Samsung has made the Note 9 a productivity powerhouse, and its Dex technology means users can plug the device into a hub and have it instantly turn into an Android-powered PC.
There’s plenty of performance baked in too, thanks to the Exynos 9810 (or Qualcomm Snapdragon 845 in some regions), and 6GB/8GB of RAM depending on whether you choose 128GB or 512GB of storage. These space capacities can also be increased by a further maximum of 512GB via the microSD slot.
Cameras have always been a strongpoint of the Note range, and the automatic dual-aperture feature on the Note 9 (also available on the Galaxy S9 and S9+) means the lens switches between f/1.5 and f/2.4 apertures to capture great photos in both bright and dark situations.
A second 12MP camera brings the ability to combine both for 2x optical zoom, of for creating cool bokeh effects in portraits.
Google might not have a stylus to call its own on the Pixel 3 XL, but cameras is again an areas where it shines. The Pixel 2 XL was lauded by many as the best camera of the last smartphone generation, and with new modes accompanying the 12.2MP dual-pixel f/1.8 main shooter, the Pixel 3 XL looks set to continue that trend.
Top Shot automatically picks out the best images from a burst, so that you’ll not end up with an almost perfect picture but where someone has their eyes shut. Night Sight is probably the most interesting new mode, as it uses Google’s impressive photo processing software to turn dark and poorly lit scenes into ones that look like daytime.
We’ve only had the units for a short time so far, but results are already encouraging. Be sure to look out for our full review to see whether the camera really does live up to its promise.
The Pixel 3 XL adopts another unusual feature this time around, with Active Edge sensors meaning that squeezing the sides of the device triggers specific user-defined commands. These can include taking a selfie on the twin 8MP front facing cameras, playing music, or whatever else you decide.
In terms of specs, the Pixel 3 XL comes with the latest Qualcomm Snapdragon 845 processor but only 4GB of RAM, which seems a little low these days. Storage is standard fare in 2018, with 64GB and 128GB options.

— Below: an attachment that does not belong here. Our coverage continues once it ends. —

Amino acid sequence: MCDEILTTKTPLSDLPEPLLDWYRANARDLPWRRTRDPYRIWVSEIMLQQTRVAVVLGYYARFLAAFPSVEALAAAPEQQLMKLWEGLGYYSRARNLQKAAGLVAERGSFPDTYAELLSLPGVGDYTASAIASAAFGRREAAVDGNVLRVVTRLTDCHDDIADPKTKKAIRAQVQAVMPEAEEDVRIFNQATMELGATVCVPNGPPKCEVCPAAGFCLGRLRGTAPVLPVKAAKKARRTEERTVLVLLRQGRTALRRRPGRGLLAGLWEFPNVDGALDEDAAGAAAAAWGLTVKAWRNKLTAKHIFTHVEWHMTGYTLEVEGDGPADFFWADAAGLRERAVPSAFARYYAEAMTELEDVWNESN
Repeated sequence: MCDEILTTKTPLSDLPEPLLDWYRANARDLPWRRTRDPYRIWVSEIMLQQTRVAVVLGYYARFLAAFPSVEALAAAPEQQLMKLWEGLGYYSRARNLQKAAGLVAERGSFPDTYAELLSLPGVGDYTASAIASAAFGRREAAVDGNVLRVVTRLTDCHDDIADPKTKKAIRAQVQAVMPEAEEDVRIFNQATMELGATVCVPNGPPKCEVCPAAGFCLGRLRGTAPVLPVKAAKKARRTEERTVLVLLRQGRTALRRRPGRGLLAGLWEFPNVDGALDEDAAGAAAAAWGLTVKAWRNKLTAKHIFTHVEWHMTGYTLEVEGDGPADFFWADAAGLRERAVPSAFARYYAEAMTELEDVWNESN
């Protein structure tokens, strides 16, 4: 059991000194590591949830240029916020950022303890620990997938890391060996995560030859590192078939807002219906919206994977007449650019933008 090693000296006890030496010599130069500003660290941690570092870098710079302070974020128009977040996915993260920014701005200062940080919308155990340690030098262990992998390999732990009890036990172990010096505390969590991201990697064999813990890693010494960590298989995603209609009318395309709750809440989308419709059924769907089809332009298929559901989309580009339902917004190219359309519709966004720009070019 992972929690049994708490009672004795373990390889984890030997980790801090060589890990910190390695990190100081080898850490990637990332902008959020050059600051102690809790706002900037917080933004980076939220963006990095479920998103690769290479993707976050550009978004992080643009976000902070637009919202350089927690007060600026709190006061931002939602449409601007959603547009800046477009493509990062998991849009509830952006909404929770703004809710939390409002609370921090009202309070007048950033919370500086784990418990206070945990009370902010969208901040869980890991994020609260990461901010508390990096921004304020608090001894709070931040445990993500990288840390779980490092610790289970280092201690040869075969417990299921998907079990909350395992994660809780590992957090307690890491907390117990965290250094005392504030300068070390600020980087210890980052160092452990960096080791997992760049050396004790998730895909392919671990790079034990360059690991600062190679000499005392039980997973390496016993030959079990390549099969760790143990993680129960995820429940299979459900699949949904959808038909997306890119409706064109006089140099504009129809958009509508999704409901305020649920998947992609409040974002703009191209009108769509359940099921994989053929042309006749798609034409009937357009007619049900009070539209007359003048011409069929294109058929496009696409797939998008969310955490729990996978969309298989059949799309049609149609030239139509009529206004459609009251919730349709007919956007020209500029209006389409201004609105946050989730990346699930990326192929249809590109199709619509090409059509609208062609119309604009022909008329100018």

Here’s a breakdown of the main technical specifications for both devices;
|Specifications||Pixel 3 XL||Samsung Galaxy Note 9|
|iOS||Android 9.0 Pie||Android 8.1 Oreo|
|Colours||Just Black, Clearly White, Not Pink||Midnight Black, Lavender Purple, Ocean Blue|
|Display||6.3in 2960 x 1440 19:9 P-OLED, 523ppi||6.4in 2960×1440 Super AMOLED, 516ppi|
|Processor||Qualcomm Snapdragon 845||Qualcomm Snapdragon 845 or Samsung Exynos 9810|
|Storage||64GB/128GB non-expandable||128GB/512GB (expandable by up to 512GB via microSD)|
|Rear camera||12.2Mp f/1.8 rear camera: Dual 8Mp front facing cameras||12Mp dual cameras, f/1.5-2.4 and OIS, f/2.4|
|Front camera||8Mp f/1.8 + 8Mp f/2.2||8Mp f/1.7|
|Video recording||4K T 30fps, 1080p at 30/60/120fps, 720p at 240fps||4K at 30/60fps, 1080p slo-mo @240fps, 720p slo-mo @960fps|
|Dimensions||158 x 76.6 x 7.9 mm||161.2 x 76.4 x 9 mm|
As the Pixel 3 XL is a Google phone, its comes with the most up-to-date Android version (9.0 Pie) and will continue to get regular updates to the new versions for at least a couple of years.
The interface is clean, easy to use, and is the preferred flavour of Android for most people in the Tech Advisor office.
Samsung continues to refine its once garish overlay for Android. These days there’s not too much to moan about, as the modern design is attractive and performs well.
There are still plenty of Samsung-branded apps that duplicate the Google ones that come with Android, but you don’t have to use them if you don’t want to.